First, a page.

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Understanding leads to optimisation

EU-funded scientists made detailed characterisations of ion mobility and conductivity in promising fuel cell materials. The optimisation of these properties should enhance the widespread uptake of emissions-free fuel cell technology.
Understanding leads to optimisation
Fuel cells are electrochemical conversion devices that can use a variety of different fuels and produce harmless by-products such as heat and water. Like batteries, they convert chemical energy directly into electrical energy without the combustion process and the undesirable emissions that contribute to global climate change. Thus, fuel cells are one of the main pillars of the EU's alternative energy programme.

The main fuel cell components are two electrodes (anode and cathode) and an electrolyte or ion-conducting medium between them. The hydrogen-rich fuel participates in a chemical reaction at the anode to produce electrons and ions. The electrons are directed through an external circuit to the cathode and the ions traverse the electrolyte to participate in a reaction with oxygen at the cathode. The nature of the electrolyte largely determines the type of fuel cell.

Solid-oxide fuel cells (SOFCs), as the name suggests, use a solid electrolyte. SOFCs are among the most promising fuel cell technologies but optimisation depends largely on increasing the electrolyte conductivities of hydrogen ions or protons (H+) and oxygen ions (O2-). EU-funded scientists working on the NMRSOFC project employed nuclear magnetic resonance (NMR) spectroscopy, the most powerful structural determination technique available, to study H+/O2- dynamics in an operating SOFC.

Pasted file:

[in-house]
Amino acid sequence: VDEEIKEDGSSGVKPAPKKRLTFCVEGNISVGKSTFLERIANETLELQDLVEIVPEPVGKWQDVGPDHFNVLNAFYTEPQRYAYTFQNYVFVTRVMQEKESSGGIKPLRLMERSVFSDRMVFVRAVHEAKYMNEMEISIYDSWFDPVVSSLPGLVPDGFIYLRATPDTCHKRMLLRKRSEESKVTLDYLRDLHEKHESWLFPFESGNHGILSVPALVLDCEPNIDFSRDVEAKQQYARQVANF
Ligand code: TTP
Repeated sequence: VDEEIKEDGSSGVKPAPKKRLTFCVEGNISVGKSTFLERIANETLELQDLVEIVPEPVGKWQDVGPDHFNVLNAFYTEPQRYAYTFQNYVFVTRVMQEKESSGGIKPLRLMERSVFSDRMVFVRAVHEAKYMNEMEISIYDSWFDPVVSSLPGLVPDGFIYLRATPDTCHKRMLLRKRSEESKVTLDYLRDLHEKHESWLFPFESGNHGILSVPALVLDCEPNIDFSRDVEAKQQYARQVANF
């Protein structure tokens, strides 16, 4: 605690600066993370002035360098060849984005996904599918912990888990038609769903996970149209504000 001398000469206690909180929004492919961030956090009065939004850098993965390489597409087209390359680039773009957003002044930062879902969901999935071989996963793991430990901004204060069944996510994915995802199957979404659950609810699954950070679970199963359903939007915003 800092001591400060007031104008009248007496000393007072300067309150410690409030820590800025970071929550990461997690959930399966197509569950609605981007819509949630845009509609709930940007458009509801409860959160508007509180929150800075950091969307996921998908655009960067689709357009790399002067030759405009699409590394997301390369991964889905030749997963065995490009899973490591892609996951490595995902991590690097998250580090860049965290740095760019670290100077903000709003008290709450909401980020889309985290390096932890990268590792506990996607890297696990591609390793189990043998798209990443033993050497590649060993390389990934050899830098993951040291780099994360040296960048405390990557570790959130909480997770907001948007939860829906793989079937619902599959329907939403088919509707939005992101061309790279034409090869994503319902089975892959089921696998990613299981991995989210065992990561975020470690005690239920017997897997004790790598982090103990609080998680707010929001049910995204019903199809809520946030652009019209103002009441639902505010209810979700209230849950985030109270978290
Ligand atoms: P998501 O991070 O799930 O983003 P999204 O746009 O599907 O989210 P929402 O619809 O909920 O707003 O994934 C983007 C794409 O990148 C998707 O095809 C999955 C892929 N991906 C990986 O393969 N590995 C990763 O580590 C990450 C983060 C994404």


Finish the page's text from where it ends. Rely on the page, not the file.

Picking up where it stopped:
Detailed NMR studies of the electrolyte material yttrium (Y)-doped barium zirconate (BZY) demonstrated that proton transport limitations are due to a phenomenon called proton trapping. Similar studies of caesium hydrogen phosphate (CsH2PO4) elucidated complex mechanisms of proton transport and relationships to temperature changes. Experimental NMR investigations together with mathematical modelling highlighted mechanisms affecting both oxygen and hydrogen mobility in hydrated Y-doped barium stannate (BaSn1-xYxO3-x/2). Scientists also published an important paper reporting a method to increase the resolution of NMR spectroscopy.

SOFCs are an important part of the EU's programmes to develop renewable energy alternatives to the combustion of fossil fuels. They are highly efficient, silent and emissions free, and can use a variety of hydrogen-rich fuels. NMRSOFC scientists made a significant contribution to SOFC optimisation by characterising ion transport in promising solid electrolytes that should promote widespread market uptake.

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